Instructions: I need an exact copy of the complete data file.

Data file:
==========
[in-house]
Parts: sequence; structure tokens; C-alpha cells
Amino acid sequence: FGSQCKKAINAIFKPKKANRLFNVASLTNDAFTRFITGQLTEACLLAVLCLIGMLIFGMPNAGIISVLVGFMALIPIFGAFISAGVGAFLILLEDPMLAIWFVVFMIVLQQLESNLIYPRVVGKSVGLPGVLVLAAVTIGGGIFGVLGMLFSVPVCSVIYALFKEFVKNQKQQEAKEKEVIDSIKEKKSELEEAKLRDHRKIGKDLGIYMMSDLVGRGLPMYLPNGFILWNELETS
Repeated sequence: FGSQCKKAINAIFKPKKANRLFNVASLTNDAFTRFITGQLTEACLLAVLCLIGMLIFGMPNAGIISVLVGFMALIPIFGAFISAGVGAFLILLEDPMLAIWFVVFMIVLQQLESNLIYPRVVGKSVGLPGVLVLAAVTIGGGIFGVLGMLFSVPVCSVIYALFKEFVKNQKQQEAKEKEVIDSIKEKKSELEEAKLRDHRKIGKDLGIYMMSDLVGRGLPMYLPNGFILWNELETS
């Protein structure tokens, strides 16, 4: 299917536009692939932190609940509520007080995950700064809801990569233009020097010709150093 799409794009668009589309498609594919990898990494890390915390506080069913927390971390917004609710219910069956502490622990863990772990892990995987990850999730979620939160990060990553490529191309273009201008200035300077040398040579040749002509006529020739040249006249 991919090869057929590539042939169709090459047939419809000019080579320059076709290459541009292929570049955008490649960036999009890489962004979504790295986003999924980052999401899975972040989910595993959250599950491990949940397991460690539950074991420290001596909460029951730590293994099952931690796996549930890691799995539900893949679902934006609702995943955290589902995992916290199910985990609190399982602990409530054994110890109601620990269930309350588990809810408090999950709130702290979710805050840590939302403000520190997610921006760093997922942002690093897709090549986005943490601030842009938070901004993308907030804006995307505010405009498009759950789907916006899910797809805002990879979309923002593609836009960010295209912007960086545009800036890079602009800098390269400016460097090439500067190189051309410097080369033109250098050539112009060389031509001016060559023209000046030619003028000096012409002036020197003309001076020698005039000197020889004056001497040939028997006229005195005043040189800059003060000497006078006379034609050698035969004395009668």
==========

[in-house]
Parts: sequence; structure tokens; C-alpha cells
Amino acid sequence: FGSQCKKAINAIFKPKKANRLFNVASLTNDAFTRFITGQLTEACLLAVLCLIGMLIFGMPNAGIISVLVGFMALIPIFGAFISAGVGAFLILLEDPMLAIWFVVFMIVLQQLESNLIYPRVVGKSVGLPGVLVLAAVTIGGGIFGVLGMLFSVPVCSVIYALFKEFVKNQKQQEAKEKEVIDSIKEKKSELEEAKLRDHRKIGKDLGIYMMSDLVGRGLPMYLPNGFILWNELETS
Repeated sequence: FGSQCKKAINAIFKPKKANRLFNVASLTNDAFTRFITGQLTEACLLAVLCLIGMLIFGMPNAGIISVLVGFMALIPIFGAFISAGVGAFLILLEDPMLAIWFVVFMIVLQQLESNLIYPRVVGKSVGLPGVLVLAAVTIGGGIFGVLGMLFSVPVCSVIYALFKEFVKNQKQQEAKEKEVIDSIKEKKSELEEAKLRDHRKIGKDLGIYMMSDLVGRGLPMYLPNGFILWNELETS
């Protein structure tokens, strides 16, 4: 299917536009692939932190609940509520007080995950700064809801990569233009020097010709150093 799409794009668009589309498609594919990898990494890390915390506080069913927390971390917004609710219910069956502490622990863990772990892990995987990850999730979620939160990060990553490529191309273009201008200035300077040398040579040749002509006529020739040249006249 991919090869057929590539042939169709090459047939419809000019080579320059076709290459541009292929570049955008490649960036999009890489962004979504790295986003999924980052999401899975972040989910595993959250599950491990949940397991460690539950074991420290001596909460029951730590293994099952931690796996549930890691799995539900893949679902934006609702995943955290589902995992916290199910985990609190399982602990409530054994110890109601620990269930309350588990809810408090999950709130702290979710805050840590939302403000520190997610921006760093997922942002690093897709090549986005943490601030842009938070901004993308907030804006995307505010405009498009759950789907916006899910797809805002990879979309923002593609836009960010295209912007960086545009800036890079602009800098390269400016460097090439500067190189051309410097080369033109250098050539112009060389031509001016060559023209000046030619003028000096012409002036020197003309001076020698005039000197020889004056001497040939028997006229005195005043040189800059003060000497006078006379034609050698035969004395009668």